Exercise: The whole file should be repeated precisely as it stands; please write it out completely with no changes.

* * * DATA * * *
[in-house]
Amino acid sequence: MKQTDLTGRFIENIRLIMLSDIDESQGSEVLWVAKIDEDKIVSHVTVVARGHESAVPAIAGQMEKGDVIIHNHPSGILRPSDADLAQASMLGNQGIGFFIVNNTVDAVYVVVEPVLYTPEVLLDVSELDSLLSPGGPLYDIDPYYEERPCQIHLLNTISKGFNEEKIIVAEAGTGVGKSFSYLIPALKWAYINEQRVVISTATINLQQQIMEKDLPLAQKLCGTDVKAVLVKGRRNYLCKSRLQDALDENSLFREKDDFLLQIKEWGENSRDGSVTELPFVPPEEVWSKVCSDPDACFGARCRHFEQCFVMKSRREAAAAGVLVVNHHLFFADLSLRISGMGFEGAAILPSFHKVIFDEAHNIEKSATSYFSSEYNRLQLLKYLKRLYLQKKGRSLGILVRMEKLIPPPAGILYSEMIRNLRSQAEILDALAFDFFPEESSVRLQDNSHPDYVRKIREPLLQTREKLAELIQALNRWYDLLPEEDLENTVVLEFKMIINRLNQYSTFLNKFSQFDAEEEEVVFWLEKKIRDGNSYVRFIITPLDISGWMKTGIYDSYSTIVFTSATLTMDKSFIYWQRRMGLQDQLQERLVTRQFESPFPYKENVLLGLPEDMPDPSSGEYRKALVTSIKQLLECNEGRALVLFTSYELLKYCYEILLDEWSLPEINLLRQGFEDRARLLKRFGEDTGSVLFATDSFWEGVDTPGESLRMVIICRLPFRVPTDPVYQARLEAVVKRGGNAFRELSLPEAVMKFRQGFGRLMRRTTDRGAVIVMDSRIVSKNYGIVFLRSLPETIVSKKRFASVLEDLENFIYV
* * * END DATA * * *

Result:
[in-house]
Amino acid sequence: MKQTDLTGRFIENIRLIMLSDIDESQGSEVLWVAKIDEDKIVSHVTVVARGHESAVPAIAGQMEKGDVIIHNHPSGILRPSDADLAQASMLGNQGIGFFIVNNTVDAVYVVVEPVLYTPEVLLDVSELDSLLSPGGPLYDIDPYYEERPCQIHLLNTISKGFNEEKIIVAEAGTGVGKSFSYLIPALKWAYINEQRVVISTATINLQQQIMEKDLPLAQKLCGTDVKAVLVKGRRNYLCKSRLQDALDENSLFREKDDFLLQIKEWGENSRDGSVTELPFVPPEEVWSKVCSDPDACFGARCRHFEQCFVMKSRREAAAAGVLVVNHHLFFADLSLRISGMGFEGAAILPSFHKVIFDEAHNIEKSATSYFSSEYNRLQLLKYLKRLYLQKKGRSLGILVRMEKLIPPPAGILYSEMIRNLRSQAEILDALAFDFFPEESSVRLQDNSHPDYVRKIREPLLQTREKLAELIQALNRWYDLLPEEDLENTVVLEFKMIINRLNQYSTFLNKFSQFDAEEEEVVFWLEKKIRDGNSYVRFIITPLDISGWMKTGIYDSYSTIVFTSATLTMDKSFIYWQRRMGLQDQLQERLVTRQFESPFPYKENVLLGLPEDMPDPSSGEYRKALVTSIKQLLECNEGRALVLFTSYELLKYCYEILLDEWSLPEINLLRQGFEDRARLLKRFGEDTGSVLFATDSFWEGVDTPGESLRMVIICRLPFRVPTDPVYQARLEAVVKRGGNAFRELSLPEAVMKFRQGFGRLMRRTTDRGAVIVMDSRIVSKNYGIVFLRSLPETIVSKKRFASVLEDLENFIYV